Bell Nunnally attorney Brent A. Turman authored the article titled, “Are you in a business partnership and don’t know it?,” featured on the Dallas Business Journal. The piece delves into the issue of business partnerships in Texas, and considers whether one may have entered into one simply through actions, rather than a formal agreement with other parties. Turman begins by noting that business partnerships are different from other arrangements, such as limited liability corporations, or LLCs, in that partners may be liable for each other’s actions. And, while the lay person may be under the impression that formation of a business partnership is done through formal, signed agreements, the Texas Business Organization Code stipulates that the conduct of a business’ participants can be cause for determining that a partnership has been created. Turman adds that the court considers the “totality of circumstances” in coming to its partnership determination and weighs a set of factors, with: 1) the right to share profits; and 2) control of the business as the two most important ones. Whether a business partnership has been created becomes much more important, Turman notes, as the business starts to generate cash flow. He concludes by noting that the ambiguity over whether a business is or is not a partnership can be headed off by proactively entering into a negotiated partnership agreement early on in a venture’s lifespan.
Full text of the article is below, and can be viewed on the Dallas Business Journal’s website by clicking here.
Are you in a business partnership and don’t know it?
Being a member or part-owner of a business is not a worry-free endeavor. In addition to having to beat the odds and rise above your competitors and market forces, you have the weight of legal obligations and responsibilities squarely on your shoulders.
However, not all types of entities are equal, and being involved in a partnership can create more substantial pitfalls than simply being a member or shareholder of a business that is a different form of entity.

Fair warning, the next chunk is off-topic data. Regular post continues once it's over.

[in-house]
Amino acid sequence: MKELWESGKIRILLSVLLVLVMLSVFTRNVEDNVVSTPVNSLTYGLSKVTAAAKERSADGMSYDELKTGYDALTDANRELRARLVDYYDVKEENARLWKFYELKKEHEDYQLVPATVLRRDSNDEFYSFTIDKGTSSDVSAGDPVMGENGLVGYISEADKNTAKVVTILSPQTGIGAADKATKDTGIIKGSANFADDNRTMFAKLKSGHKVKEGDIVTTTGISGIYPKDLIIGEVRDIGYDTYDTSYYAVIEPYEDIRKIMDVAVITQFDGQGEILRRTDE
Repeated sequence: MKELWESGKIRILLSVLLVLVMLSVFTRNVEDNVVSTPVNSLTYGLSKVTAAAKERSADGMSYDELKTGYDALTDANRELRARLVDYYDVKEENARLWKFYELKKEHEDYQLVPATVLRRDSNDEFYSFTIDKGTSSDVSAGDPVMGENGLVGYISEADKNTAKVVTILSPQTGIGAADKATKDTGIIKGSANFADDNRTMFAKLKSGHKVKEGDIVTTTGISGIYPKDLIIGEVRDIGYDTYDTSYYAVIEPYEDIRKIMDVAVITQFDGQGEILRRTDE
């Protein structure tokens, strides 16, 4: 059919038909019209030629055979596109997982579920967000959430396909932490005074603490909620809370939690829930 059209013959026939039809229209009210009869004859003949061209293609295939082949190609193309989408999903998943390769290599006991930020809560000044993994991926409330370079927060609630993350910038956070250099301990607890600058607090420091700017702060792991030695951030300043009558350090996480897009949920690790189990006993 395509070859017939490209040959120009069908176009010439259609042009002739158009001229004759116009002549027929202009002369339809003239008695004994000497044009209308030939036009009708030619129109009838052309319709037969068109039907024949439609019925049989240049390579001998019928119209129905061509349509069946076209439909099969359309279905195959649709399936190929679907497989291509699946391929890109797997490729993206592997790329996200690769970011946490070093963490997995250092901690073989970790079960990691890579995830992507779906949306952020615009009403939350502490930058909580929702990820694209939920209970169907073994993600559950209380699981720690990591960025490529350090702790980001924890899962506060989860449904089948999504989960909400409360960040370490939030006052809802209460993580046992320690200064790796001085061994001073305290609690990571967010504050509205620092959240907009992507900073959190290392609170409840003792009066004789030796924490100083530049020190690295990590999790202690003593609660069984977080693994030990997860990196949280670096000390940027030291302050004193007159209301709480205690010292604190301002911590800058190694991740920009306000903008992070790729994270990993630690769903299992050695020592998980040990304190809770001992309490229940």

One major way that a partnership differs from other types of entities —like limited liability companies and corporations — is that partners are liable for each other’s acts. Understandably, becoming someone else’s partner should not be taken lightly.
Because creating legal and business relationships should not be taken lightly, these relationships are generally solidified and commemorated in writing. However, that is not always the case when it comes to partnerships in the state of Texas. In fact, you could be in a legal partnership without knowing it (or ever intending to be in one).
The Texas Business Organizations Code provides guidance as to when a business venture may be a partnership, not because a signed partnership agreement exists, but due to the various individuals’ conduct. The statute specifically discusses five factors that indicate whether an association of two or more people have created a partnership:
- Receipt or right to receive a share of profits of the business.
- Expression of an intent to be partners in the business.
- Participation or right to participate in control of the business.
- Agreement to share or sharing losses and/or liabilities.
- Agreement to contribute or contributing money or property to the business.
Texas courts address the issue of whether a partnership by conduct exists by considering the “totality of the circumstances.” While you don’t have to have evidence of all factors, you generally need conclusive evidence of at least more than one factor, and the two most important factors are sharing profits and the control over the business.
In a perfect world, the party seeking to prove that a partnership exists will have evidence of most, if not all, of the factors. Obviously, if the evidence speaks to a higher number of factors, then it will increase the likelihood that a court or jury will find that a partnership exists.
Not surprisingly, disputes regarding whether a partnership exist generally begin after a business receives a lot of money. To experienced businesspeople, this concept should be troubling. When will someone come out of the woodworks to claim that they are entitled to a share of profits? On the other hand, this idea should be even more troubling to individuals who have been conducting business as partners, but relying on blind trust and a handshake deal instead of legal documents.
When it’s too late and swords have been drawn, it’s time to prepare for a fact-intensive battle in the courtroom. But, you can head the “partnership by conduct” fight off at the pass much earlier (and cheaper) if you can get a signed agreement before the big money comes in the door.